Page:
Technical Program:
Five minute talks
PIN blocks are 64-bit strings that encode a PIN ready for encryption and secure transmission in banking networks. PIN block attacks exploit feedback from error messages during PIN block manipulation operations, to allow an attacker to guess a PIN in far fewer operations than would be required by a brute-force attack. This talk will briefly describe our framework for formal analysis of such attacks. Our analysis is probabilistic, and is automated using constraint logic programming and probabilistic model checking.
A modified version of the Indistinguishability-Based model from the computational complexity approach is encoded using Asynchronous Product Automata (APA). A model checker tool, Simple Homomorphism Verification Tool (SHVT), is then used to perform state-space analysis on the Automata in the setting of planning problem. A previously proven secure protocol is used as a case study. We then refute its security proof by revealing a previously unpublished flaw in the protocol using SHVT. We then show how our approach can automatically repair the protocol. This is, to the best of our knowledge, the first work that integrates an adversarial model from the computational complexity paradigm with an automated tool from the computer security paradigm to analyse protocols in an artificial intelligence problem setting – planning problem – and, most importantly, to repair protocols.
We present a novel approach for concisely abstracting authentication protocols and for subsequently analyzing those abstractions in a sound manner, i.e., deriving authentication guarantees for protocol abstractions suffices for proving these guarantees for the actual protocols. The abstractions are formalized in a novel calculus which constitutes a higher-level abstraction of the p-spi calculus and is specifically tailored towards reasoning about challenge-response mechanisms within authentication protocols. Furthermore, it allows for expressing protocols without having to include details on the specific structure of exchanged messages. This in particular entails that many authentication protocols share a common abstraction so that a single validation of this abstraction already gives rise to security guarantees for all these protocols. Moreover, such an abstract validation can be automatically performed using static analysis techniques based on an effect system. Finally, extensions to abstractions of additional protocol classes immediately enjoy a soundness theorem provided that these extensions satisfy certain explicit, easily checkable conditions.
In this work, we introduce a quantitative extension of the usual Dolev-Yao intruder model. This extended model provides a basis for considering protocol attacks that are possible when the intruder has a reasonable amount of computational power, in particular when he is able, with a certain probability, to guess encryption keys or other particular kind of data such as the body of a hashed message. This way we can measure the insecurity of protocols and consider protocols for which a certain security bound is met. We also show that these extensions do not augment the computational complexity of the protocol insecurity problem in the case of a finite number of interleaved protocol sessions.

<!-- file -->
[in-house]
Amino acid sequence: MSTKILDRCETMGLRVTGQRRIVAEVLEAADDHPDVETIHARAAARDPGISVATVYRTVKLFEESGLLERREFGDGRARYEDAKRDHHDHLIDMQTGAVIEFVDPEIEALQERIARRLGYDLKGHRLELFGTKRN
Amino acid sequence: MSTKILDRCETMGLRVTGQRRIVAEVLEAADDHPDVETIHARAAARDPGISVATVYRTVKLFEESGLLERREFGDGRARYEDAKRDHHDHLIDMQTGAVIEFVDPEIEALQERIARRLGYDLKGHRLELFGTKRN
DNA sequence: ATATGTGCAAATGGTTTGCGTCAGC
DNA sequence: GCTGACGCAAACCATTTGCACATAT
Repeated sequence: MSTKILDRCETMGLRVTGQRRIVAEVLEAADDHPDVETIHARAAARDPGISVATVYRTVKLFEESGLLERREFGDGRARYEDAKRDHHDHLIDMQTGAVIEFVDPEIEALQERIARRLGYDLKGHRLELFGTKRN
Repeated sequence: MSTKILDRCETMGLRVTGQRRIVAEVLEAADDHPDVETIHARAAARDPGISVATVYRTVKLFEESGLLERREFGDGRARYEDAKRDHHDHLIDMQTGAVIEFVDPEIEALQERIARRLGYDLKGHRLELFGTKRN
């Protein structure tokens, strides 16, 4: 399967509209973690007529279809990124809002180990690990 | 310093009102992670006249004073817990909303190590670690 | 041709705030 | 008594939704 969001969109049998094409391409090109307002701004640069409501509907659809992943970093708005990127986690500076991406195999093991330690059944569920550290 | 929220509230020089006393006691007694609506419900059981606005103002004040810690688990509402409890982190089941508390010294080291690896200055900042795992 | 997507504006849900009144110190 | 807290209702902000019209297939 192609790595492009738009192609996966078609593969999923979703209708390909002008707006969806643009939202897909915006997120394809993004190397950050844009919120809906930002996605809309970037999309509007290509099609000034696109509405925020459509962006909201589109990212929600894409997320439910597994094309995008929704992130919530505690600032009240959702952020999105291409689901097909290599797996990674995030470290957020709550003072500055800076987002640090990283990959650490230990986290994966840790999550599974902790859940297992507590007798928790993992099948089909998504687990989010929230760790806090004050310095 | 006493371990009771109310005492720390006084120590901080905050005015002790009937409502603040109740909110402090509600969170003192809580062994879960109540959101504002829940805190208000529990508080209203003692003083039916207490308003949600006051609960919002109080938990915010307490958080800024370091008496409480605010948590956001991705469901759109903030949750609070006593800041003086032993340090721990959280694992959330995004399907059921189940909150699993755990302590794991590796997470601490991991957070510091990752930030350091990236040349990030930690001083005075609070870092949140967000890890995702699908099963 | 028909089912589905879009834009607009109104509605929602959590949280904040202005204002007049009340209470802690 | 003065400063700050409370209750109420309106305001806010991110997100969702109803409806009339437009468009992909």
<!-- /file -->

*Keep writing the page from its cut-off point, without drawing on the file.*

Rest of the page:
The standard symbolic, deducibility-based notions of secrecy are in general insufficient from a cryptographic point of view, especially in presence of hash functions. Therefore we devise and motivate a more appropriate secrecy criterion which exactly captures a standard cryptographic notion of secrecy for protocols involving public-key enryption and hash functions: protocols that satisfy it are computationally secure while any violation of our criterion directly leads to an attack. Furthermore, we prove that our criterion is decidable via an NP decision procedure. Our results hold for standard security notions for encryption and hash functions modeled as random oracles.
We define and study a distributed cryptographic implementation for an asynchronous pi calculus. At the source level, we adapt simple type systems designed for establishing formal secrecy properties. We show that those secrecy properties have counterparts in the implementation, not formally but at the level of bitstrings, and with respect to probabilistic polynomial-time active adversaries. We rely on compilation to a typed intermediate language with a fixed scheduling strategy. While we exploit interesting, previous theorems for that intermediate language, our result appears to be the first computational soundness theorem for a standard process calculus with mobile channels.
The Dependency Core Calculus (DCC) is an extension of the computational lambda calculus that was designed in order to capture the notion of dependency that arises in information-flow control, partial evaluation, and other programming-language settings. We show that, unexpectedly, DCC can also be used as a calculus for access control in distributed systems.
Preventative policy enforcement mechanisms are limited: they are inflexible when unanticipated circumstances arise, and most are either inflexible with respect the policies they can enforce or incapable of continuing to enforce policies on data objects as they move from one system to another. In this talk we make a case for approach to enforcing policies not by preventing unauthorized use, but rather by deterring it.